Alaska 2008 – Day 19, July 22

Day 19, July 22

Fairview to LaCrete AB

230 miles

We stop for gas in front of the giant Sasquatch statue which may be the highest point around for miles in all directions. We look at each other and Mike says ‘Have we made a huge mistake?’. The last hundred miles were so exactly perfectly matched to each other, there can be no way I could tell them apart. Mile upon mile of smooth flat roadway, the typical wide swaths of trees cut 100 yards back from the road and then dense forest beyond. No hills, no mountains, only flat straight road, grass and trees.

We haven’t seen another motorcycle in miles, and we can’t imagine making the entire trip up to Great Slave Lake if it looks like this.

We ask the cashier at the gas station if the view gets any better, she says she doesn’t know.

We continue on our flat wide and straight way, the only break is at the ferry, where there are exactly 10 mild switchbacks in the road, 5 down to the ferry, 5 back up on the other side.

After the ferry crossing, the trees drop away and the vista changes to open farm land, bright yellow fields of flax, tall corn and neat rows of wheat. We are in Mennonite country. Houses are simple, barns trim and proper, everything well maintained and clean without added embellishment.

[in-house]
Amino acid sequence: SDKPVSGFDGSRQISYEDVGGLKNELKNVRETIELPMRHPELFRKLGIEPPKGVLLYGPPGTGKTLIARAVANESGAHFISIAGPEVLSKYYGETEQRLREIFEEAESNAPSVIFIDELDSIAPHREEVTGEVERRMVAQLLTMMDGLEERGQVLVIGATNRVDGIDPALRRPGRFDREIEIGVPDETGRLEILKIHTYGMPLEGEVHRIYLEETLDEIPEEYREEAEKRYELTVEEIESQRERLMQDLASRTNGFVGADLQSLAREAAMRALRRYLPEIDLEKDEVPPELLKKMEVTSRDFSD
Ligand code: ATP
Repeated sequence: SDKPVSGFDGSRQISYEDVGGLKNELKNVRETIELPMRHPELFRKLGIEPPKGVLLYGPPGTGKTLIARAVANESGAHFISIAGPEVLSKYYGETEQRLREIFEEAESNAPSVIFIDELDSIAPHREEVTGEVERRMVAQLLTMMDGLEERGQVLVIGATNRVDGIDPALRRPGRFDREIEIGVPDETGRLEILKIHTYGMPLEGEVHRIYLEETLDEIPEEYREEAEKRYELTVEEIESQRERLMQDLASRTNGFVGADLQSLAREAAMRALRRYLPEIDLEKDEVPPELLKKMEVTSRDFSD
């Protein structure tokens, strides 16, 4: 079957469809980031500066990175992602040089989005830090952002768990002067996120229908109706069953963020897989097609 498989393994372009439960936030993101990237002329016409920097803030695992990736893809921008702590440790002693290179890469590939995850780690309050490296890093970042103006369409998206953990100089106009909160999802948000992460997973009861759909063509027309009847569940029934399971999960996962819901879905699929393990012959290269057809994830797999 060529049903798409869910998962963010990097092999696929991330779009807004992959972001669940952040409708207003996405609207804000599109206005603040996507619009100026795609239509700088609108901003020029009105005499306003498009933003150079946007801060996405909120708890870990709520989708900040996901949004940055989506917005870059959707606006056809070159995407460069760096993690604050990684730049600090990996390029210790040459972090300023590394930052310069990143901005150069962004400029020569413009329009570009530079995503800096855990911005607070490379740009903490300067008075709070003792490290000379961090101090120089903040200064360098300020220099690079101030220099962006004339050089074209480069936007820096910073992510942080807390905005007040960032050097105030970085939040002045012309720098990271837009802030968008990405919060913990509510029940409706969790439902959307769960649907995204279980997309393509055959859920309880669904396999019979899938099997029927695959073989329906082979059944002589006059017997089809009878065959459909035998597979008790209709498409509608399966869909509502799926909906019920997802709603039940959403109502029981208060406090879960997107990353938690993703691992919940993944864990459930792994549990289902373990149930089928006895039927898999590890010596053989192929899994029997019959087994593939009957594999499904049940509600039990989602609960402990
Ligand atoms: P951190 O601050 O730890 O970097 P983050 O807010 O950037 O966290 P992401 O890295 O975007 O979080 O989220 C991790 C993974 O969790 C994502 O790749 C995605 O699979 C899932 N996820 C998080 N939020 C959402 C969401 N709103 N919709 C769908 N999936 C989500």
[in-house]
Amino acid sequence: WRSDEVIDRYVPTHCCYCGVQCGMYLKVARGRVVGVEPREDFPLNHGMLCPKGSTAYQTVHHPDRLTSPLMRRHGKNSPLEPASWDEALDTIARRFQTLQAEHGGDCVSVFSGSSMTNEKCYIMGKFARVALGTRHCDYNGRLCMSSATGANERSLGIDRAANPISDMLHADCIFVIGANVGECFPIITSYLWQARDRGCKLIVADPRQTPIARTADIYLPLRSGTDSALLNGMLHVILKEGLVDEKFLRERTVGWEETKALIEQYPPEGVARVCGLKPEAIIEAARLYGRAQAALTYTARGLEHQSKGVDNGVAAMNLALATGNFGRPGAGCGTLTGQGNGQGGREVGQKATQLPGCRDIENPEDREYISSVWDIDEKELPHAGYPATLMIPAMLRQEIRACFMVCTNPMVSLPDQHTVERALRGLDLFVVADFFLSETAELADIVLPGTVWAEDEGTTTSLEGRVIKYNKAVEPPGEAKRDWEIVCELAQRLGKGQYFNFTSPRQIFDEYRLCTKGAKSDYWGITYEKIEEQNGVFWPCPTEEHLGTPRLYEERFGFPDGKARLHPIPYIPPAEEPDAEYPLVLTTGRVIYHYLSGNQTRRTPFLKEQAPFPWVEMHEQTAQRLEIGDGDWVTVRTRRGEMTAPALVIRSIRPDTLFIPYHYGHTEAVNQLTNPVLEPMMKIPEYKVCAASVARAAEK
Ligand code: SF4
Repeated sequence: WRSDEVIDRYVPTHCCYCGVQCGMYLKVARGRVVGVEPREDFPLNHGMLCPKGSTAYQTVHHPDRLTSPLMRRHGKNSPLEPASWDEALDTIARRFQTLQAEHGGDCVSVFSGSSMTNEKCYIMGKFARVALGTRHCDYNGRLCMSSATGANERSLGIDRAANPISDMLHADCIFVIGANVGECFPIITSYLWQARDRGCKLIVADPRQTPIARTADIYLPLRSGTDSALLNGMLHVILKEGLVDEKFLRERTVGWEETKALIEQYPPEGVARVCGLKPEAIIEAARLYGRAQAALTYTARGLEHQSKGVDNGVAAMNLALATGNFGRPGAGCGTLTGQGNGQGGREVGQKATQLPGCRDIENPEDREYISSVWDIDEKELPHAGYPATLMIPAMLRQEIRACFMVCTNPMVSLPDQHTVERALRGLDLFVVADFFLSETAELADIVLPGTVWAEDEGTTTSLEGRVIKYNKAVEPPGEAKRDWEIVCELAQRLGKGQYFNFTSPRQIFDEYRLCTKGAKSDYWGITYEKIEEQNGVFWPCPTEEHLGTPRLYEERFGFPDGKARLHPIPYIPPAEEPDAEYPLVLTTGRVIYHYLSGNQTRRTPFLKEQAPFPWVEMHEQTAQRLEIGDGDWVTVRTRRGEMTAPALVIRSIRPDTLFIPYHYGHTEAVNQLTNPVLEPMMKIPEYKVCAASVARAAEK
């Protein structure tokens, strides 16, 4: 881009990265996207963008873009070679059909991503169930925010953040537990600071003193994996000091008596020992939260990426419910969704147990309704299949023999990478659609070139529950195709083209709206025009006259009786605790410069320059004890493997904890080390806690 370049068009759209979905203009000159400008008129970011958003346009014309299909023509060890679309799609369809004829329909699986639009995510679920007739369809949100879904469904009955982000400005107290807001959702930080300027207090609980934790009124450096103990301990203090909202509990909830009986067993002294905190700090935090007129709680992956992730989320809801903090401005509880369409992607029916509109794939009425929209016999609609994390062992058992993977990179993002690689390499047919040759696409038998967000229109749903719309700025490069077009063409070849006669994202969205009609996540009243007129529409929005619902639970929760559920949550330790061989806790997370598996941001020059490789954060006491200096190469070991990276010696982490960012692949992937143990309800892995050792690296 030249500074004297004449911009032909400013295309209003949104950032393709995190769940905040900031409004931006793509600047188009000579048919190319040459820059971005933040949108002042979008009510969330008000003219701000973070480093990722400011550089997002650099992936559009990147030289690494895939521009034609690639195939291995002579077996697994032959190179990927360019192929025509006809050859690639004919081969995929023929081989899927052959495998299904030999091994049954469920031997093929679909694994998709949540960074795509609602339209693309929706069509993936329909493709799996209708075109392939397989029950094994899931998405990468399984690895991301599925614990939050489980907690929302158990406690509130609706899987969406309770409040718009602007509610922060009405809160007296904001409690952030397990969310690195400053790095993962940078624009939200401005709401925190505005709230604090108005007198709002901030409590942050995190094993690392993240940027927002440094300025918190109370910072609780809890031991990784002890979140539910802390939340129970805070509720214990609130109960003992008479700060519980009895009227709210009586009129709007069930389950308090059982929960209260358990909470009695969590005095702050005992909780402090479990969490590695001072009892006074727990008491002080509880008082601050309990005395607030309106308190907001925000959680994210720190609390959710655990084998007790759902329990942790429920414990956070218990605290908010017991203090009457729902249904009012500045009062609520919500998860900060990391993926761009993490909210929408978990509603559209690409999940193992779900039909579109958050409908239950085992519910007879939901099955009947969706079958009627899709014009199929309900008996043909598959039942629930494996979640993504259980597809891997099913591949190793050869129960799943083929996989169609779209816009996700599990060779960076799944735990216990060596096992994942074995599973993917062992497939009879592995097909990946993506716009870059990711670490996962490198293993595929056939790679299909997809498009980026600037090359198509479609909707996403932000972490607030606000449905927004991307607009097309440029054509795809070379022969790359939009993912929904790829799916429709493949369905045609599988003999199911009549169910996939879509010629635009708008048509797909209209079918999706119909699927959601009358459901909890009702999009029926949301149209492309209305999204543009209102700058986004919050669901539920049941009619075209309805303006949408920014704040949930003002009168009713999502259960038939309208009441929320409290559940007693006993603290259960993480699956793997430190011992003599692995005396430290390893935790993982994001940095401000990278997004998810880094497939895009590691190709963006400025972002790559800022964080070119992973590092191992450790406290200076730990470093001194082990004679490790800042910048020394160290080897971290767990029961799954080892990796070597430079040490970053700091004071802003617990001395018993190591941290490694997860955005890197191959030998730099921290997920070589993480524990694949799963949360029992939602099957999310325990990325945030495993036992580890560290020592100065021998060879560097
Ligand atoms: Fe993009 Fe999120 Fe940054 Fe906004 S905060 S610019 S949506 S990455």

The town is disappointingly new, but the locals are very proud of it. We get stares from some, but every one is exceedingly pleasant and helpful. For all their friendliness, everyone is very different than us, and I feel a bit like we’re in the Twilight Zone (they probably feel the same way meeting us!).

We stop at the visitors center, where a young non-Mennonite gal is very helpful. She recommends stopping at the heritage center, and calls them up to see if anyone is there to show us around. She says someone will meet us there in ½ an hour, so we head out. The center is new, but surrounding it are old houses, barns and farm equipment that look to be at least 80 to 100 years old. We meet John Goertzen, an extremely nice Mennonite farmer with a dry sense of humor. He shows us around, and I’m amazed to find out these homes which appear to be from the turn of the century were built in the 1950’s. Hand-hewn logs and outhouses were the norm here, when the rest of the country was building up suburbia.

Mennonites in this area are pragmatic about technology, using what they need and eschewing the rest. So you’ll see new pickup trucks, but the driver is wearing handmade clothing.

We have an excellent homemade dinner at the restaurant here, with John dropping by our table to make sure they’re treating us right. We are still getting covert looks from some of the locals, probably because I’m a lady riding a motorcycle – or maybe we just look crazed from our time on this road!

Our hotel is new and nice, and houses oil workers who are all happily drinking the night away with their alcohol purchased 100 miles down the road. They rail at this town and the boring flatness of the area. They’re funny and enjoyable to listen to, some of their northern accents are so thick they sound Irish.

Mike and I have a heart to heart talk and decide that even if Great Slave Lake is the greatest lake in the world, there’s no way we can be a slave to this road for another 800 miles.


What do you think?

Fill in your details below or click an icon to log in: Logo

You are commenting using your account. Log Out /  Change )

Twitter picture

You are commenting using your Twitter account. Log Out /  Change )

Facebook photo

You are commenting using your Facebook account. Log Out /  Change )

Connecting to %s